Public shaming for royal insults
THAIS should “socially sanction” those who defame the monarchy following King Bhumibol Adulyadej’s death, the junta’s justice minister said yesterday, as fresh videos emerged of mob justice against people accused of insulting the institution.
The death on October 13 of the world’s longest reigning monarch has left the nation bereft of its key pillar of unity and seen mass outpourings of grief from black-clad Thais.
But it has also unleashed small but vocal ultra-monarchist forces, including mobs and online crusaders scouring the web and bent on punishing anyone perceived to have insulted the monarchy.
“There is no better way to punish these people than to socially sanction them,” Justice Minister Paiboon Koomchaya said as he vowed to “pursue those people who violate the law”.
His message comes amid a growing number of cases of vigilantism by royalist Thais against people accused of insulting the monarchy.
A video broadcast live on Facebook yesterday showed a mob kicking and beating a man and forcing him to prostrate himself in apology for allegedly insulting the monarchy.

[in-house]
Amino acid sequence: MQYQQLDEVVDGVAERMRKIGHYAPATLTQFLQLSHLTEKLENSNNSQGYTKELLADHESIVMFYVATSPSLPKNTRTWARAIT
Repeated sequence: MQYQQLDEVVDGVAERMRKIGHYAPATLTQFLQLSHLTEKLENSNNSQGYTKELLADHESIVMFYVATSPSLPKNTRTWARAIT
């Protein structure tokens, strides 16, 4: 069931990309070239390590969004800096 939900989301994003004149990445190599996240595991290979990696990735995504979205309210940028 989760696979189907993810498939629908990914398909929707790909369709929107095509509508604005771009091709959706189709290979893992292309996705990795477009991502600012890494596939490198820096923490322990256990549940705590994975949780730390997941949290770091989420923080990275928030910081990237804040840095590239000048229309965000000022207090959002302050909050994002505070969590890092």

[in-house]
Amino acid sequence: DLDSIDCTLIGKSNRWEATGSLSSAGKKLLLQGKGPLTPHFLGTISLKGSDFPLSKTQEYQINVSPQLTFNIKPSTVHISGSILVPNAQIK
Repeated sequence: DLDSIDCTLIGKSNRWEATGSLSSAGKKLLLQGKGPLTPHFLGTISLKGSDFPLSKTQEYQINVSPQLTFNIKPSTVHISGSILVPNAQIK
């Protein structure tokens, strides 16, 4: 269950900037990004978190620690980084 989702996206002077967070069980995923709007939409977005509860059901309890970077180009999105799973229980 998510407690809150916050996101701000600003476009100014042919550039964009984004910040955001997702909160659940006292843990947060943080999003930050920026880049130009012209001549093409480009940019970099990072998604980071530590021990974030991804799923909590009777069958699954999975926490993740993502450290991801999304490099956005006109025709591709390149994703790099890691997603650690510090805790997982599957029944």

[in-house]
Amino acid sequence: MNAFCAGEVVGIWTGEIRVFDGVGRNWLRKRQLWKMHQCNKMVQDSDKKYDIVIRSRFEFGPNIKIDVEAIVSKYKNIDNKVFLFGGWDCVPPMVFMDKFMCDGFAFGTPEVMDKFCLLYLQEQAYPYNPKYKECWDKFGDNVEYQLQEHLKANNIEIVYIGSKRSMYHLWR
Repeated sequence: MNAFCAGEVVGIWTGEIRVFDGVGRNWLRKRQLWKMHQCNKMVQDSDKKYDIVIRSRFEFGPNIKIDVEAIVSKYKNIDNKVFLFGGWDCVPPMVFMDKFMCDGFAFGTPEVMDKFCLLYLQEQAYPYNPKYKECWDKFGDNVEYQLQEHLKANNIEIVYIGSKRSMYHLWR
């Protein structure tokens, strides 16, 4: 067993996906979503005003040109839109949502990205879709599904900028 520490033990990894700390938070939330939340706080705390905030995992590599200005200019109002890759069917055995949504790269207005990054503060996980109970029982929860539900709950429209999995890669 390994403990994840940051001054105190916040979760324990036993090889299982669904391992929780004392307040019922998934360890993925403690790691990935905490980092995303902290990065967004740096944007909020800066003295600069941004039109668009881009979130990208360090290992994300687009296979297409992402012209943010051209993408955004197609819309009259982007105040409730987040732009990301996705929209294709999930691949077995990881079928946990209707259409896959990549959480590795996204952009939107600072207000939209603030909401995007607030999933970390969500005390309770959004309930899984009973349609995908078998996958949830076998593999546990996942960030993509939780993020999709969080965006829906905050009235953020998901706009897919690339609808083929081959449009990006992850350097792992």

Prosecutions over royal slurs have surged under the military which seized power two years ago, and record-breaking sentences have been handed in some cases.
The lese majeste law makes detailed discussion about the monarchy’s role – and its future after King Bhumibol’s 70-year reign – all but impossible.
The atmosphere in Bangkok has been overwhelmingly sombre and calm since the death of the king.
But there has been an uptick of angry social media calls by hardline royalists for vigilante action against alleged transgressors of “112” – the criminal code that covers the feared lese majeste law.
A woman on Samui island was forced by police to kneel below a portrait of King Bhumibol in front of a baying mob after she allegedly posted an insulting comment about the monarchy on Facebook. She has since been charged with lese majeste.
Other social media users have berated those deemed not to be mourning sufficiently deeply or failing to wear black clothes.
But the latter phenomenon, dubbed “black-shaming”, has been condemned by the junta.
Its leader Prayut Chan-o-cha did not address the mob violence when he briefed reporters yesterday, though he urged Thais not to make inflammatory comments.
“I ask for cooperation from the public not to broadcast or send such messages as it hurts the feelings of Thai people and is illegal,” he said.
Justice Minister Paiboon said the junta would renew extradition requests for Thais abroad – something that is unlikely to sway governments in countries where lese majeste is not a crime. –
Paiboon Koomchaya has issued a stern warning.